05 Get This Party Started
- PinkThis story doesn't exactly fit this song at all, so please be aware. My thought process behind this started out thinking of a party, and immediately I thought of a birthday party. Over the next few days, since I had no urge to write, I began thinking of simply birth day. It is a story I felt needed to be told, and since this song is the seed that began the idea, it is here, however disjointed. I just felt that I should explain a bit before you read the title and then get surprised by the actual story. It was somewhat difficult to write. I have never had children, and complications scare me quite a bit. Anyway, read if you like, or not.
Patrick was running around the house with a fistful of ribbons, excited and full of energy. The midwife had gone in a few moments before, and that meant he’d get a baby sister soon. He was too excited to stay in bed, and so Kerchak didn’t even try.
Kerchak himself was full of nervous energy also. He paced outside the room with a mixture of impatience, ignorance, worry, pride, and anticipation. He’d never seen or been involved with the birth of human beings, even though he’d assisted the veterinarians with foaling several times. Still, he had felt he would just be in the way, and thought being out here would be the best choice. Hearing the sounds within, though, and he was quickly coming to change his mind. He had been unfortunately out traveling during Patrick’s birth, but it sounded as if his wife was in considerable pain. Was that much commotion normal?
After a particularly loud shout, Kerchak decided that he couldn’t wait outside, he needed to be with Nadine, even if she might not need him. He opened the door and stepped inside, quickly shutting it to keep Patrick from wanting to come in too. The boy was entirely too curious. Nadine was up on the birthing table, her knees up and her back propped up by pillows. She was breathing hard, covered in a sheen of sweat that reflected the fire and bright lighting. The midwife was checking to see how things were progressing and her assistant was at Nadine’s side, using a cool cloth to try to comfort the soon-to-be mother in her exertions, whispering instructions now and then, and encouragement.
Nadine lay quietly now, her eyes closed. Kerchak stepped up to her and took her hand. She smiled and opened her eyes. The assistant smiled also, stepping back just a little in a polite gesture to give more room to the pair. Her curly red hair was damp and disheveled, in a similar state of neglect as Nadine’s normally beautiful and shining silver locks. Still, Kerchak thought his wife the most beautiful creature in the world. She winced slightly in pain, her breath catching. Her grip on his hand tightened in reaction, uncomfortable, but she could never hurt him.
The contraction passed and Nadine relaxed once more. The midwife probed her stomach and stepped back between Nadine’s knees, satisfied that things seemed to be going normally.
“You’re doing beautifully, Nadine, just a little longer and then you can bear down and bring your baby into the world. Just a little bit longer now, almost” said the pretty young assistant. Her freckled face held an expression of experienced calm and patience, which did much for Kerchak’s own sense of control. His presence also seemed to comfort Nadine, for she took the labor pains quietly, and didn’t seem as distressed as Kerchak’s imagination had led him to believe when he had waited outside.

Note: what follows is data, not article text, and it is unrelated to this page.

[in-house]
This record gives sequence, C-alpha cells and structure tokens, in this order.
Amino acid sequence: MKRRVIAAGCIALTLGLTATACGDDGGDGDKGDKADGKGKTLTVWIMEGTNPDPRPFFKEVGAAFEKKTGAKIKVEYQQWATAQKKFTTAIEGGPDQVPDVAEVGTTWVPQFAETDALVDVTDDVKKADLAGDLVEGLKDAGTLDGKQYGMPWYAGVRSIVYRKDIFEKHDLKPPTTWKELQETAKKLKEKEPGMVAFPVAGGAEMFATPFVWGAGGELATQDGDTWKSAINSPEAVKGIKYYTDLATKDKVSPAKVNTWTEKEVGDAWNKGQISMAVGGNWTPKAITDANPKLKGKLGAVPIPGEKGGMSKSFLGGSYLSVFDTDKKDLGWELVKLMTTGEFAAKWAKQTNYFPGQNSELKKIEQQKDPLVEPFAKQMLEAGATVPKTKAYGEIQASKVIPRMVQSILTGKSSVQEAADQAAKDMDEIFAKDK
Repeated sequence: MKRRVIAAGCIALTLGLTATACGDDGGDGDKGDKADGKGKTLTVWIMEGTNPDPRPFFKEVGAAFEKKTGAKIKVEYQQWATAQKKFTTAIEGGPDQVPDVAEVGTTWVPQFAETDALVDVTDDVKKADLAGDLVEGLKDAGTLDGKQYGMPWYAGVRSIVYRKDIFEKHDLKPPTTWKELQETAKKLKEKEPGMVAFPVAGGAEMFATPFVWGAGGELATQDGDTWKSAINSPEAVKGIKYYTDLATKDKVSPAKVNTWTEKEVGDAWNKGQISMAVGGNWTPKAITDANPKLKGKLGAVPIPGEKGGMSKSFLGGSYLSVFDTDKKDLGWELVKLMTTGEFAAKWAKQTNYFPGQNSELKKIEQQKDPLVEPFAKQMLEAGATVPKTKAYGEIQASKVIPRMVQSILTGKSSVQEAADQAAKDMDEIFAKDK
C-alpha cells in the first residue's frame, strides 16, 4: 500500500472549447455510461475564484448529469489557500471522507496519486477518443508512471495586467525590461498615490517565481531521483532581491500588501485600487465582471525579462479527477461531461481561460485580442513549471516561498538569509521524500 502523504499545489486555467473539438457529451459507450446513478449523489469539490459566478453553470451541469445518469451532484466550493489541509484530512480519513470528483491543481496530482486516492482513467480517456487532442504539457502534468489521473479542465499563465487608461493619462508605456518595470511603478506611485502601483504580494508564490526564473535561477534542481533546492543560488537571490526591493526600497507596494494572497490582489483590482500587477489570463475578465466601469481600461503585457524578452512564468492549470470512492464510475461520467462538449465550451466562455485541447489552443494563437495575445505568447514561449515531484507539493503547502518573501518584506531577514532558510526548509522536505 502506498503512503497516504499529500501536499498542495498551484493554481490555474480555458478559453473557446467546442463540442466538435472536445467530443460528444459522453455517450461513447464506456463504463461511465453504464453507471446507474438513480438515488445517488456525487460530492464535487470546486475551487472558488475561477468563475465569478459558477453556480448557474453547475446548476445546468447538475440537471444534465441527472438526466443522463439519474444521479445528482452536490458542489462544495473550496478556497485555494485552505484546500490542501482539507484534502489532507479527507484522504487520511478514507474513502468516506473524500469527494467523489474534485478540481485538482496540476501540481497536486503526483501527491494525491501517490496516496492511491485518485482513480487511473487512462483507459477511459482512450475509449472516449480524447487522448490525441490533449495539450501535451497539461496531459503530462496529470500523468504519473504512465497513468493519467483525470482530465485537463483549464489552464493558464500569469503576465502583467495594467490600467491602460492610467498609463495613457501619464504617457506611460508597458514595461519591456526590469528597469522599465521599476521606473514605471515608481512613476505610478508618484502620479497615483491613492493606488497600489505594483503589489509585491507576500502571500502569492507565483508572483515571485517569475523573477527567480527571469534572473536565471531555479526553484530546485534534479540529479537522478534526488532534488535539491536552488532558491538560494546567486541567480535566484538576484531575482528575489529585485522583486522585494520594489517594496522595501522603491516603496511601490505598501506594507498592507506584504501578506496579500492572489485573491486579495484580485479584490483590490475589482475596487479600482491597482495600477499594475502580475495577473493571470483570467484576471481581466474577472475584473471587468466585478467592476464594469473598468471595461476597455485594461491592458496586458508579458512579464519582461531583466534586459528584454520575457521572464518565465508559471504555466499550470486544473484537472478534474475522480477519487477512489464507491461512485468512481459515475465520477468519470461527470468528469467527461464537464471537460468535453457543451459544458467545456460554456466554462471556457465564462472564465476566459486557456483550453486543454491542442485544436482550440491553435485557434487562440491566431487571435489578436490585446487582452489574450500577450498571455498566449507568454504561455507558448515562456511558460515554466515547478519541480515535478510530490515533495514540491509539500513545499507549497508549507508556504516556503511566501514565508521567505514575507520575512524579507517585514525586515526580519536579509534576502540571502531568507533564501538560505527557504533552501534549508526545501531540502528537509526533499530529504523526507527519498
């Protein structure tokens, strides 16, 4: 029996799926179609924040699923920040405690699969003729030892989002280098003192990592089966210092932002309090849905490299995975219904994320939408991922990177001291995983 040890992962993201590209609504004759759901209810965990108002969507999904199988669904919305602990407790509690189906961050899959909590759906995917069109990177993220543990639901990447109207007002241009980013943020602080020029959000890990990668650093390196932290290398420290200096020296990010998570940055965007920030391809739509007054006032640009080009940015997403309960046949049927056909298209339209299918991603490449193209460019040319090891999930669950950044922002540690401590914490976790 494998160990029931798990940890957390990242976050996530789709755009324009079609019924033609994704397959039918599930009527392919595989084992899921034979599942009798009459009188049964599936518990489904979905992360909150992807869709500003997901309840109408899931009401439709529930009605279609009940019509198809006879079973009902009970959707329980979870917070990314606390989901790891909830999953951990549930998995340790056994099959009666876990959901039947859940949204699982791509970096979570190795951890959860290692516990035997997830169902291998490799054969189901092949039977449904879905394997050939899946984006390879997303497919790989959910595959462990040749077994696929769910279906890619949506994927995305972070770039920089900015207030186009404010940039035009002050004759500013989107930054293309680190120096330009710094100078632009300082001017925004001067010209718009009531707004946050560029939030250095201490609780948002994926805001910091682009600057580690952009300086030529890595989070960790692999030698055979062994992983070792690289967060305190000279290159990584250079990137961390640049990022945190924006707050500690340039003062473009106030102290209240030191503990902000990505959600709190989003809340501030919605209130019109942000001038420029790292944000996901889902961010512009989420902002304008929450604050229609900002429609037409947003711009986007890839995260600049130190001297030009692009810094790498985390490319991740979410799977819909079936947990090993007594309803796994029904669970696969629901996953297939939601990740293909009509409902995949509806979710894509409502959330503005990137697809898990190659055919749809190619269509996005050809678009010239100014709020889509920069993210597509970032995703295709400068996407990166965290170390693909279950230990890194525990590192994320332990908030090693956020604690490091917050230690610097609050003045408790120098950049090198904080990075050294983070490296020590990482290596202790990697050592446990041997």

The midwife ducked down again, measuring. “Alright, you’re ready dear, it’s all you now.” She brushed an errant twirl of hair from her face with her forearm, and straightened a cloth beneath Nadine’s knees. Her glance to the side swept over a small table with her instruments, a pair of scissors, a small balloon-like object, a pile of cloths and other things out of Kerchak’s sight. She turned her head back to her patient.
Nadine went through several long and painful contractions, during which she squeezed Kerchak equal to what he guessed her level of pain must be. He was lucky she was a small woman, and he was not a small man, and he idly wondered during a lull how many women must have seriously injured their mates during childbirth. Maybe those men had kept their distance. Nadine held her breath and grunted and pushed, and eventually cried out despite trying not too.
“I see the baby, Nadine, all women feel this pain even if before was easy for them, it will go quickly, just push, now.” The midwife and her assistant encouraged and reassured, and Kerchak kept silent, never letting go of Nadine, giving her his support. Her pretty blue eyes leaked tears, and she grimaced in pain, then clenched her teeth even as she clenched his hand in one of hers and the sheets in the other, and she bore down with all her strength again.
She suddenly relaxed with a sigh of relief as the midwife announced “You have a baby!” Kerchak leaned to see, but the midwife had an ugly blob laying on the blanket. “A baby born in caul is unusual, but nothing to worry about,” she said as she easily broke and wiped away the pouch from a very tiny child. “It’s sometimes seen as a sign of good fortune.” The woman deftly wiped away most of the fluid from the baby’s face and ensured it breathed, then cut the umbilical cord with her small pair of scissors. Within moments the woman had wrapped the child in a blanket and passed it to her assistant to give to Nadine.
Nadine, extremely pale, accepted her child with a weak smile.
“You have a beautiful new daughter, Nadine.” said the assistant. Kerchak leaned in to embrace his wife and his new daughter gently. The midwife was still working between Nadine’s knees, cleaning up Kerchak supposed. He was staring into the bright blue eyes of the tiny thing they had created. Blue eyes like her mother. Strange that the small little girl hadn’t cried out like he thought all babies did when they were born. But he could see that the child was breathing just fine, and looking about.
“Faith,” Nadine breathed softly. She and Kerchak had talked about the sort of names they both liked, and ultimately Kerchak had simply left the decision with her after he told her which ones he liked or disliked. Patrick was named the same way, with guidance from his father, but ultimately it was Nadine’s choice.
“A pretty name for a pretty child, my love.” he responded. He hugged her again, and listened to her breath with his eyes closed for a few moments, his head near her side, and he held her arm while she hugged around one of his. Faith lay quietly, her eyes closed now, on Nadine’s other side, cradled beside her. Kerchak looked up to see his little daughter again, so glad to have been here this time. He looked to his wonderful wife, about to ask her how Patrick’s birth might have differed.